Declaration of the First International Symposium on Circumcision



We recognize the inherent right of all human beings to an intact body. Without religious or racial prejudice, we affirm this basic human right.

We recognize the foreskin, clitoris and labia are normal, functional body parts.

Parents and/or guardians do not have the right to consent to the surgical removal or modification of their children's normal genitalia.

Physicians and other health-care providers have a responsibility to refuse to remove or mutilate normal body parts.

The only persons who may consent to medically unnecessary procedures upon themselves are the individuals who have reached the age of consent (adulthood), and then only after being fully informed about the risks and benefits of the procedure.

We categorically state that circumcision has unrecognized victims.

In view of the serious physical and psychological consequences that we have witnessed in victims of circumcision, we hereby oppose the performance of a single additional unnecessary foreskin, clitoral, or labial amputation procedure.

We oppose any further studies which involve the performance of circumcision procedures upon unconsenting minors. We support any further studies which involve identification of the effects of circumcision.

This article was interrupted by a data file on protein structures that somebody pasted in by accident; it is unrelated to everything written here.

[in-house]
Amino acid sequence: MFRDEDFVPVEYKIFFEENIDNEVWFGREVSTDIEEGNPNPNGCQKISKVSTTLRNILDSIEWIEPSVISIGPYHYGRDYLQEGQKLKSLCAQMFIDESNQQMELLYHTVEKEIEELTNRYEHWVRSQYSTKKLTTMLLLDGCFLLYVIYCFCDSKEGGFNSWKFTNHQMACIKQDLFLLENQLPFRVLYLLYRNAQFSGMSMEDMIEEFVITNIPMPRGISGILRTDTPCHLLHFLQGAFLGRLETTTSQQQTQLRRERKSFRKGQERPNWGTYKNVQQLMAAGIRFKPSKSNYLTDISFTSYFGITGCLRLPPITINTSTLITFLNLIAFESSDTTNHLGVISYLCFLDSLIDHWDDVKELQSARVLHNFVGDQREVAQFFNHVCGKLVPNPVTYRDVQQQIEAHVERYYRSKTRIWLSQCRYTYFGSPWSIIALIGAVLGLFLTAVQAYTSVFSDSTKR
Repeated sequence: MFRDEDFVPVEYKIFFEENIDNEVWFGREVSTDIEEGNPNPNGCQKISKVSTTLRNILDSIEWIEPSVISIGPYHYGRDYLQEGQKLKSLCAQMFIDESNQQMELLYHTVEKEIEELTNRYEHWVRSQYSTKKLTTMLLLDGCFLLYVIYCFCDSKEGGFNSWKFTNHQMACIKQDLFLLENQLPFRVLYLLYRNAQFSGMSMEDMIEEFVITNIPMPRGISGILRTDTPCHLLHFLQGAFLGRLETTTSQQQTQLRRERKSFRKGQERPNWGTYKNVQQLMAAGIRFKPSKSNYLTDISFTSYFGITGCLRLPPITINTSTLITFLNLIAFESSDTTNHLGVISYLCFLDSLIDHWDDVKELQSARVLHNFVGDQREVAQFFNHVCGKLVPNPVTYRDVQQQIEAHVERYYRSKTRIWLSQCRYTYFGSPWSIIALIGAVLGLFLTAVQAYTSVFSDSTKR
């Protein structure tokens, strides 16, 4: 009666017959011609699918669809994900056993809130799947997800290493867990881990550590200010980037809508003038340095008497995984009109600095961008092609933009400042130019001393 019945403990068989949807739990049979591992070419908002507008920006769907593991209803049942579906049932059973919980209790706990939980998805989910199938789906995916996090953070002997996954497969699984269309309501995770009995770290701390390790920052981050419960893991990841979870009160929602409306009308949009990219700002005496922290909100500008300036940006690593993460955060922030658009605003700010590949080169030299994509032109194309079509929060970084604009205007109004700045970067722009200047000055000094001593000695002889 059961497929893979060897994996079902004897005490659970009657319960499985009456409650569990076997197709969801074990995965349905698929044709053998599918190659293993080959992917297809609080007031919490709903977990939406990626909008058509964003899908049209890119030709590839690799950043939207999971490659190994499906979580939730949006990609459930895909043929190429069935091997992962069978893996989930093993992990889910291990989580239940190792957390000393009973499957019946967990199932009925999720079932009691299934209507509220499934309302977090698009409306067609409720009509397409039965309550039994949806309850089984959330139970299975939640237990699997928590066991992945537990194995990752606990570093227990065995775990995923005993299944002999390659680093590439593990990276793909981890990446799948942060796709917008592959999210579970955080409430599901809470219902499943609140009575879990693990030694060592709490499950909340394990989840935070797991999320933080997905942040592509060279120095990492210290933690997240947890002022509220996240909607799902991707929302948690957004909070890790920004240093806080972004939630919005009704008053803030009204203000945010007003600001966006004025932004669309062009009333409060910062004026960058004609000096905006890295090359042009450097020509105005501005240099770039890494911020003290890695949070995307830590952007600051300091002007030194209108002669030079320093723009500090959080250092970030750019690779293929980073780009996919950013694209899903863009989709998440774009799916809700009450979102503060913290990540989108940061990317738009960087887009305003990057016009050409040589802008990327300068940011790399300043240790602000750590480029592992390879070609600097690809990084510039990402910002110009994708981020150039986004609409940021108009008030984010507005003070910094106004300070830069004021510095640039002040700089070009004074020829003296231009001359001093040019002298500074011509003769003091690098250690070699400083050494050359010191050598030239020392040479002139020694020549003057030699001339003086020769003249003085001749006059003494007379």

Physicians and other health-care providers do have a responsibility to teach hygiene and the care of normal body parts and explain their normal anatomical and physiological development and function throughout life.

We place the medical community on notice that it is being held accountable for misconstruing the scientific database available on human circumcision in the world today.

Physicians who practice routine circumcisions are violating the first maxim of medical practice, Primum non nocere, "First, Do No Harm", and anyone practicing genital mutilation is violating Article V of the United Nations Universal Declaration of Human Rights: "No one shall be subjected to torture or to cruel, inhuman or degrading treatment."


Citation:
(File revised 18 May 2002)

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